Please listen to their music and read the rest of the interview HERE.

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The Bible Reduced To Minimalist Posters

01-genesisThe Bible is often referred to as the word of God. In reality, it’s significantly longer: around 775,000 words spread across 66 different books, when all is said and done. How do you distill the word of God down into a single cover, then? If you’re Joseph Novak, you don’t: you create a minimalist cover interpreting each and every one of the Bible’s many books.

A Presbyterian pastor who moonlights as a graphic designer, Novak describes his Minimum Bible as a “visual diving board” into the text of the Old and New Testament. Composed of 66 minimalist posters, the project is Novak’s attempt to distill each book of the Bible into a single symbolic design.

For full story, click HERE.

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Ash Wednesday Selfies

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From Wall Street Journal

CHICAGO— Gaby Driessen stopped by St. Peter’s Church here and a priest put a thick smudge of ash on her forehead—a traditional way Catholics and other Christians physically show their commitment to the faith on Ash Wednesday, the first day of the season of Lent.

Then she did what many 24-year-olds would. She took a self-portrait, or selfie, with a friend and they posted it on Instagram.

“My family—we’re all apart. Every year on Ash Wednesday, we send selfies,” she said.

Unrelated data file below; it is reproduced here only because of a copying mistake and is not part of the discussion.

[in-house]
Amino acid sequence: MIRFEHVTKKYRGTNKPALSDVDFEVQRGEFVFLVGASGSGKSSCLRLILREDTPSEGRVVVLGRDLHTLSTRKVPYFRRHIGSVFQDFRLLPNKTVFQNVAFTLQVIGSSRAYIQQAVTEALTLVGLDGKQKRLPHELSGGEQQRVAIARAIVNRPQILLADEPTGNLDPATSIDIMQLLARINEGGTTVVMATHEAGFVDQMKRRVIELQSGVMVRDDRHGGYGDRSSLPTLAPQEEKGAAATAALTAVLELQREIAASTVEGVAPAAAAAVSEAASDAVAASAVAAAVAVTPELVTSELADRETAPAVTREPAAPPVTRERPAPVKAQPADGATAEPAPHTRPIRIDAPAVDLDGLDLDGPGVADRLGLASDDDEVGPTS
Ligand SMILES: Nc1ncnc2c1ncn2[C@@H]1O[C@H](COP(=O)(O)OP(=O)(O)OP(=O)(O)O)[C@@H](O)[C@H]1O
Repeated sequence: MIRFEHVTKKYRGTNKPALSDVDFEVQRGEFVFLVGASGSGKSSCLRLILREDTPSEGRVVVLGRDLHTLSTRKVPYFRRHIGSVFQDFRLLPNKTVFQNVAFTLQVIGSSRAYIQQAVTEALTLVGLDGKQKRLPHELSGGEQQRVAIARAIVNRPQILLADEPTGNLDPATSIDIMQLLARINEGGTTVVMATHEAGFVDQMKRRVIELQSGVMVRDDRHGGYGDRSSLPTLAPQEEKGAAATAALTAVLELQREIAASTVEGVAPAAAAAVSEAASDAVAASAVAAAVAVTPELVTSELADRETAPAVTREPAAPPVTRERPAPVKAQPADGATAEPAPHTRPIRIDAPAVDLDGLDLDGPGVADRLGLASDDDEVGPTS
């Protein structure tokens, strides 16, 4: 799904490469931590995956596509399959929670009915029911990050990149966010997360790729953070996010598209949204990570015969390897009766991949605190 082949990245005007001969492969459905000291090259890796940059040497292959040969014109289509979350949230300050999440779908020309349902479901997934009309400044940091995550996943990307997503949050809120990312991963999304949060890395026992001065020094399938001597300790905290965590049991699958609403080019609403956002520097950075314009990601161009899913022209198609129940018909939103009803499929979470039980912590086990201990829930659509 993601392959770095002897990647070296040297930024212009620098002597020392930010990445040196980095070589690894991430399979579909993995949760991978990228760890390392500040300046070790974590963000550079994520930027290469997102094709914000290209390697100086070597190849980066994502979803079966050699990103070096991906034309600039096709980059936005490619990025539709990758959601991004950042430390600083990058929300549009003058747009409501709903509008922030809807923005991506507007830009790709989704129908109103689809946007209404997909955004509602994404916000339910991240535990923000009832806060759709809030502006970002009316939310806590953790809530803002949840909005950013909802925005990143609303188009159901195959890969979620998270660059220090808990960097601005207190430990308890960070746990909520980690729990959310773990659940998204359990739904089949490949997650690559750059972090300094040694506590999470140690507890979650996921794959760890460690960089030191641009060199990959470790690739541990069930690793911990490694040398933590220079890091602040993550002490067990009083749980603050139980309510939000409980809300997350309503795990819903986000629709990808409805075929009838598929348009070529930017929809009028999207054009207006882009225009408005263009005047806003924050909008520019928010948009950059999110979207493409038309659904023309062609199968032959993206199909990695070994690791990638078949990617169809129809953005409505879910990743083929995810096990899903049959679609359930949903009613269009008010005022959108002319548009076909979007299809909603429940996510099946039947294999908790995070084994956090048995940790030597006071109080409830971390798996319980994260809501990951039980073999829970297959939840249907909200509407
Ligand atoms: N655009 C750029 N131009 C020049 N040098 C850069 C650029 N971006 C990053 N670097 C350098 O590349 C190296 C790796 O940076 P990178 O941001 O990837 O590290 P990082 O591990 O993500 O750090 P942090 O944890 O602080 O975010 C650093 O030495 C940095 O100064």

The Ash Wednesday selfie—a modern mixing of Christian piety with social media self-involvement—is becoming a tradition for a growing number of Catholics.

Continue reading

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Nadia Bolz-Weber’s Pastrix, Rod Dreher, Pope Francis, Home Alone, Norman Rockwell in Hawaii, Duct-Tape, C.S. Lewis, and the Rev. Horton Heat

pastrix• Loving the Pastrix by Rod Dreher (American Conservative)

• Like Pope Francis? You’ll love Jesus by Elizabeth Tenety (Washington Post)

• Bless this Macaroni and Cheese: How Home Alone can Teach you to Pray by Laura Turner (RNS)

• Norman Rockwell’s only painting of Hawaii sells for $1.625 million (Honolulu Magazine)

Duct-tape Discipleship by Carolyn Arends (Christianity Today)

• Sexy, scandalous C.S. Lewis and the Incarnation by Jerry Walls (Christian Thought)

• Insisting Jesus Was White Is Bad History and Bad Theology by Jonathan Merritt (The Atlantic)

• The Reverend Horton Heat return to psychobilly (Rolling Stone)

• Scholars explore Christian views on animal rights (NY Times)

• In the land of punk: My story by Bill Sweeney (NY Times)